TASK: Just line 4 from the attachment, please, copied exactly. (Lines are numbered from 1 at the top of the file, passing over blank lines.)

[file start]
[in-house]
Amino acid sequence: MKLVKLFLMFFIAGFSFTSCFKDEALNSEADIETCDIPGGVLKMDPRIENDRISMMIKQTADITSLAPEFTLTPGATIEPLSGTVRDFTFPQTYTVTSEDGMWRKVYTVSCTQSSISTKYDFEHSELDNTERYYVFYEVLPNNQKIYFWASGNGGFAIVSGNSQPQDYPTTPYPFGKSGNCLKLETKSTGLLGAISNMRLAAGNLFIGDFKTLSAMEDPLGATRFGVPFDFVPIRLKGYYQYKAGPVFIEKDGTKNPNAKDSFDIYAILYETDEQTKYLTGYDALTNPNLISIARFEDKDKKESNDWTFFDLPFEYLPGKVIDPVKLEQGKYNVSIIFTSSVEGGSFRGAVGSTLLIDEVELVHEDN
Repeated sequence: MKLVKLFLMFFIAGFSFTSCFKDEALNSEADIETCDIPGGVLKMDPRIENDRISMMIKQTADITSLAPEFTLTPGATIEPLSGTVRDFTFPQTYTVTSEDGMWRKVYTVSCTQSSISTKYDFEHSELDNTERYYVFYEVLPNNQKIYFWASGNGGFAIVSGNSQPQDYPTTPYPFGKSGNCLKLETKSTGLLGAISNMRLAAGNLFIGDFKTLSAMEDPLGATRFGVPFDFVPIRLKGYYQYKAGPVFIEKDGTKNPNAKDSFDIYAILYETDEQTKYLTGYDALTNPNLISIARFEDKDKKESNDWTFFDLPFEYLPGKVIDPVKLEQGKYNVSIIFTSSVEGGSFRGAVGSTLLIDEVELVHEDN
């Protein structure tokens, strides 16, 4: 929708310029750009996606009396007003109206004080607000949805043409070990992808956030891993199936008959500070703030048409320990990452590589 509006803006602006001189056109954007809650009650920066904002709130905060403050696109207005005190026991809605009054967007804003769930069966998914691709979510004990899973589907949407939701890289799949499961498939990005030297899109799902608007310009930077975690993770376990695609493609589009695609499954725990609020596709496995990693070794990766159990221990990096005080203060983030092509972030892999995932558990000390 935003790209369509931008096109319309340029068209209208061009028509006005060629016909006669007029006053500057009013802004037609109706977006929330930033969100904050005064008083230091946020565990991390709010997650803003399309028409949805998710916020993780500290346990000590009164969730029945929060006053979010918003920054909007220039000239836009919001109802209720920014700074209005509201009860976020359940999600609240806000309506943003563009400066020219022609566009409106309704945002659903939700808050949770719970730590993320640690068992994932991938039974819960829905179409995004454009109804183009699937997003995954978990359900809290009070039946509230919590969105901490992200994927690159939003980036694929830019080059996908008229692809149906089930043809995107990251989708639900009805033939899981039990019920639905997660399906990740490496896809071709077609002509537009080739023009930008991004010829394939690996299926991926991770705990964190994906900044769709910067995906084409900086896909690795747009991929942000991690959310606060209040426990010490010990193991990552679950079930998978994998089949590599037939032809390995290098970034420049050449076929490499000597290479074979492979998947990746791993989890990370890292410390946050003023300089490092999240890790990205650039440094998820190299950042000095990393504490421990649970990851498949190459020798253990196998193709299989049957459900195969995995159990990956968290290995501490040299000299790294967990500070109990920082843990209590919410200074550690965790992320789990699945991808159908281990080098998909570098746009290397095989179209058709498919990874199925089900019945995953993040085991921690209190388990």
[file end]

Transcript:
């Protein structure tokens, strides 16, 4: 929708310029750009996606009396007003109206004080607000949805043409070990992808956030891993199936008959500070703030048409320990990452590589 509006803006602006001189056109954007809650009650920066904002709130905060403050696109207005005190026991809605009054967007804003769930069966998914691709979510004990899973589907949407939701890289799949499961498939990005030297899109799902608007310009930077975690993770376990695609493609589009695609499954725990609020596709496995990693070794990766159990221990990096005080203060983030092509972030892999995932558990000390 935003790209369509931008096109319309340029068209209208061009028509006005060629016909006669007029006053500057009013802004037609109706977006929330930033969100904050005064008083230091946020565990991390709010997650803003399309028409949805998710916020993780500290346990000590009164969730029945929060006053979010918003920054909007220039000239836009919001109802209720920014700074209005509201009860976020359940999600609240806000309506943003563009400066020219022609566009409106309704945002659903939700808050949770719970730590993320640690068992994932991938039974819960829905179409995004454009109804183009699937997003995954978990359900809290009070039946509230919590969105901490992200994927690159939003980036694929830019080059996908008229692809149906089930043809995107990251989708639900009805033939899981039990019920639905997660399906990740490496896809071709077609002509537009080739023009930008991004010829394939690996299926991926991770705990964190994906900044769709910067995906084409900086896909690795747009991929942000991690959310606060209040426990010490010990193991990552679950079930998978994998089949590599037939032809390995290098970034420049050449076929490499000597290479074979492979998947990746791993989890990370890292410390946050003023300089490092999240890790990205650039440094998820190299950042000095990393504490421990649970990851498949190459020798253990196998193709299989049957459900195969995995159990990956968290290995501490040299000299790294967990500070109990920082843990209590919410200074550690965790992320789990699945991808159908281990080098998909570098746009290397095989179209058709498919990874199925089900019945995953993040085991921690209190388990």